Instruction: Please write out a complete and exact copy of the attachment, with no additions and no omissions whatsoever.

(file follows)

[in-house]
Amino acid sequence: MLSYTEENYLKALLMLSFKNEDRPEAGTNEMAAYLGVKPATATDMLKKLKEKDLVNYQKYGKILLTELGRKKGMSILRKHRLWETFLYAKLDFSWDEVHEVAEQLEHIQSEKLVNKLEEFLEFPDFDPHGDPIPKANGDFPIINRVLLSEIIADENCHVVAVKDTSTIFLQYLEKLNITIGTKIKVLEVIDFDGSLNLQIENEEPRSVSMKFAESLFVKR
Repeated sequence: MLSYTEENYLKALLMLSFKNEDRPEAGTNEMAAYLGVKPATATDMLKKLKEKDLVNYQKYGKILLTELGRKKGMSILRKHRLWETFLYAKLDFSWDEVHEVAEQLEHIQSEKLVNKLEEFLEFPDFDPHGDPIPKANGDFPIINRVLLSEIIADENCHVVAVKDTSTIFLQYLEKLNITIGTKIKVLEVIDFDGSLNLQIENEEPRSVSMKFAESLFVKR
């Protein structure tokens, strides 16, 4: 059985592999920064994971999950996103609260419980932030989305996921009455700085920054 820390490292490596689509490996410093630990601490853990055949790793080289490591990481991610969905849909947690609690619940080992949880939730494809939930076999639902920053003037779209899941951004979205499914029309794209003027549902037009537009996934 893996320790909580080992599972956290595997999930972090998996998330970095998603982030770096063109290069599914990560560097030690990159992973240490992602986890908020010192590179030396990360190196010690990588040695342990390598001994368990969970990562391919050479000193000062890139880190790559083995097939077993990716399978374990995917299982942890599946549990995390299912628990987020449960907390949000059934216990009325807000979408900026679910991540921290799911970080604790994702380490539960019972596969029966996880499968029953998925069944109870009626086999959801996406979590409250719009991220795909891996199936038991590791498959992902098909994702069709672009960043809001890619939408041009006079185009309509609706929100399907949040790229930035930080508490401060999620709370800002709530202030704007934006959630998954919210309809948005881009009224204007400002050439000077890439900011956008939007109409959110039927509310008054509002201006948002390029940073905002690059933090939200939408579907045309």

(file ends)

[in-house]
Amino acid sequence: MLSYTEENYLKALLMLSFKNEDRPEAGTNEMAAYLGVKPATATDMLKKLKEKDLVNYQKYGKILLTELGRKKGMSILRKHRLWETFLYAKLDFSWDEVHEVAEQLEHIQSEKLVNKLEEFLEFPDFDPHGDPIPKANGDFPIINRVLLSEIIADENCHVVAVKDTSTIFLQYLEKLNITIGTKIKVLEVIDFDGSLNLQIENEEPRSVSMKFAESLFVKR
Repeated sequence: MLSYTEENYLKALLMLSFKNEDRPEAGTNEMAAYLGVKPATATDMLKKLKEKDLVNYQKYGKILLTELGRKKGMSILRKHRLWETFLYAKLDFSWDEVHEVAEQLEHIQSEKLVNKLEEFLEFPDFDPHGDPIPKANGDFPIINRVLLSEIIADENCHVVAVKDTSTIFLQYLEKLNITIGTKIKVLEVIDFDGSLNLQIENEEPRSVSMKFAESLFVKR
């Protein structure tokens, strides 16, 4: 059985592999920064994971999950996103609260419980932030989305996921009455700085920054 820390490292490596689509490996410093630990601490853990055949790793080289490591990481991610969905849909947690609690619940080992949880939730494809939930076999639902920053003037779209899941951004979205499914029309794209003027549902037009537009996934 893996320790909580080992599972956290595997999930972090998996998330970095998603982030770096063109290069599914990560560097030690990159992973240490992602986890908020010192590179030396990360190196010690990588040695342990390598001994368990969970990562391919050479000193000062890139880190790559083995097939077993990716399978374990995917299982942890599946549990995390299912628990987020449960907390949000059934216990009325807000979408900026679910991540921290799911970080604790994702380490539960019972596969029966996880499968029953998925069944109870009626086999959801996406979590409250719009991220795909891996199936038991590791498959992902098909994702069709672009960043809001890619939408041009006079185009309509609706929100399907949040790229930035930080508490401060999620709370800002709530202030704007934006959630998954919210309809948005881009009224204007400002050439000077890439900011956008939007109409959110039927509310008054509002201006948002390029940073905002690059933090939200939408579907045309």